Please Say Please to Porridge!

oatmeal porridge in ceramic bowl with fresh ripe berries

Porridge can be a bit like Marmite - you either love it or you completely body swerve it! There are even a few Scots who won't give it the time of day (shock horror!) BUT as the mornings get darker and colder, you might want to give it a go!

There are dear alone knows how many ways to make it (rough oats, fine oats, with salt or without, do you really need a spurtle and should you always stir the porridge clockwise - more on that later - do you serve it thick so you can cut it into slices or should you have a thick soupy-like texture?) There are definitely more questions than answers!

So... let me simply direct you right now to Rude Health's 2017 Porridge Championship results on their website - this is the 5th year they have held this fiercely-fought spurtle battle and I think you will see that there is nothing pedestrian or lacking in flair about the fabulous porridge-style dishes you can create with the cheap and cheerful oat! I think this image says it all - concentration or what, young man!

And continuing down the porridge road, in his usual crazily-enthusiastic but always seriously-doable way, Jamie Oliver devotes one of his Food Tube videos to How to Make Porridge 5 Ways which, if you are a 'porridge virgin', I recommend you have a look at and/or if you just know that there is rarely or never going to be time to get the spurtle out first thing in the morning, try my Overnight Porridge Recipe - all the goodness but it can be heated up super-fast and simply topped with whatever fruit is in the bowl, a drizzle of honey (or double cream), a handful of fresh nuts and seeds and a shake of cinnamon or nutmeg powder. And whether you have a spurtle or not, remember to stir the porridge clockwise - Scots legend has it that anti-clockwise stirs up the devil - not worth the risk, I say!

Fiona Kirk Overnight Porridge Recipe.jpeg

Oh and by the way, on the 'good for you front': Oats contain protein, magnesium, potassium, iron, calcium, Vitamin E and Vitamin B and have no sodium. In addition, they contain large amounts of soluble fibre including beta-glucans, which can help the stomach feel fuller for longer, help to suppress hunger and prevent snacking and are known to lower cholesterol.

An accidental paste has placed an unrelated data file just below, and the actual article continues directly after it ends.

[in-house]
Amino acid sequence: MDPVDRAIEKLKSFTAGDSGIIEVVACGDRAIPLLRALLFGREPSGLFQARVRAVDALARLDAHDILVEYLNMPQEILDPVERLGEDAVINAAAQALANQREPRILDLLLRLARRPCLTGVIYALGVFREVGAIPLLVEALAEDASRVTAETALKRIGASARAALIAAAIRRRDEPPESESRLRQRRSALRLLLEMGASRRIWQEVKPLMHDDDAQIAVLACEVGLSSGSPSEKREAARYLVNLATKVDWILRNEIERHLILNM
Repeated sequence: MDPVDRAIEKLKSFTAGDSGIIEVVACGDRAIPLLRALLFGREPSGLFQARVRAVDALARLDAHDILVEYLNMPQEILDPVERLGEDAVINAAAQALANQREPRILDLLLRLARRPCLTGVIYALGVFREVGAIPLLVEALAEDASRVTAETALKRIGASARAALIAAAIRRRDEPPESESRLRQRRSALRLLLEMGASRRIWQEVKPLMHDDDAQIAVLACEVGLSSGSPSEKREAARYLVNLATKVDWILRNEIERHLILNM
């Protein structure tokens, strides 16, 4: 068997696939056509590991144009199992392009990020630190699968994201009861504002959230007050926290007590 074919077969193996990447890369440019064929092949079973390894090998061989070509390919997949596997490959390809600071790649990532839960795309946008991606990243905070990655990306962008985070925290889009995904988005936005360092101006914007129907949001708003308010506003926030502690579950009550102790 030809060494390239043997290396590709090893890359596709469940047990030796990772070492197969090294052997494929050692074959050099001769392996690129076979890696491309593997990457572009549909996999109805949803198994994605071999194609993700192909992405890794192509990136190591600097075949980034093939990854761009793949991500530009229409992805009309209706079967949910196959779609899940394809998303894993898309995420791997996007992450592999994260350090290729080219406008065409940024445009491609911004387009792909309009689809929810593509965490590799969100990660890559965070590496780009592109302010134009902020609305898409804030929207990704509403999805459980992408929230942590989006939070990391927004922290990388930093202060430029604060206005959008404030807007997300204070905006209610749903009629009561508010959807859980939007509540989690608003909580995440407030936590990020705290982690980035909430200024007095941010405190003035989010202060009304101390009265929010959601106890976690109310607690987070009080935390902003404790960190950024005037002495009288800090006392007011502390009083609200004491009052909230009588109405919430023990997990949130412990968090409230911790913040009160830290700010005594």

Go on, give it a try, join me for a wonderfully-warming breakfast of porridge and let me know when you find the combination that seriously works for you!

For the Love of Our Home-Grown Berries!

Huge thanks to Food52 for pointing out that this week is Blueberry Week and providing a fabulous selection of recipes that champion these little dark balls of deliciousness and greatness! If you don't already subscribe to the Food52 newsletters, I urge you to do so now - it's inspirational!

chocolate dipped strawberries

However, if you live 'this side of the pond' I urge you to celebrate the incredible wealth of home-grown berries that are crowding our shelves right now - particularly strawberries, raspberries and blackberries (or brambles as we call them in Scotland).

Blueberries have 'bagged' a superfood spot - they are low in calories, high in fibre, chock full of immune-boosting vitamin C, offer good levels of bone-building vitamin K and are believed to contain the highest, health-protective antioxidant capacity of all commonly-consumed fruits and vegetables BUT how often do you find 'locally-grown' blueberries on your supermarket shelf? In my experience, occasionally, but not often, WHEREAS just yesterday, the minute I walked into my 'local', I was greeted by an overwhelming, almost 'jammy' and extremely enticing aroma of strawberries, grown only around 50 miles from my city dwelling so there was no competition - the strawberries won hands down for tomorrow's breakfast! Furthermore, the strawberries were around £5 per kg and the blueberries were around £11 per kg - not a difficult decision! 

I read somewhere that not only has the European love affair with blueberries come as a direct result of health reports hailing them as one of the world's most beneficial superfoods but also that we appear to be more than happy to gorge on them because unlike strawberries, they don't require any work - you have to 'hull' a strawberry and that seems to be too big a task for some - what?? 

Just so you know... strawberries, raspberries and blackberries all offer more vitamin C than blueberries and when in season and locally-grown, pack a health-protective punch not too far behind blueberries (particularly those poor little mites that have had to travel a good many miles over a number of days to get onto our shelves)! 

Bag your home-grown berries while you can - the season is short. Have them early doors with creamy-smooth yoghurt and a handful of nuts and seeds, top a couple of crisp breads with nut butter, berries and black pepper or add them to salads for lunch, whizz them up into a smoothie with a dollop of delectable crème fraîche or have them on their own when you need a little sweetness in your world mid morning or mid afternoon or make a spicy berry sauce and serve it with meat or game for dinner (delicious) or when nothing else will do... dip them in melted, deepest, darkest chocolate and tell yourself you are benefitting from even more superfood superiority! 

Oh To Have Been So Misled By So Many For So Long!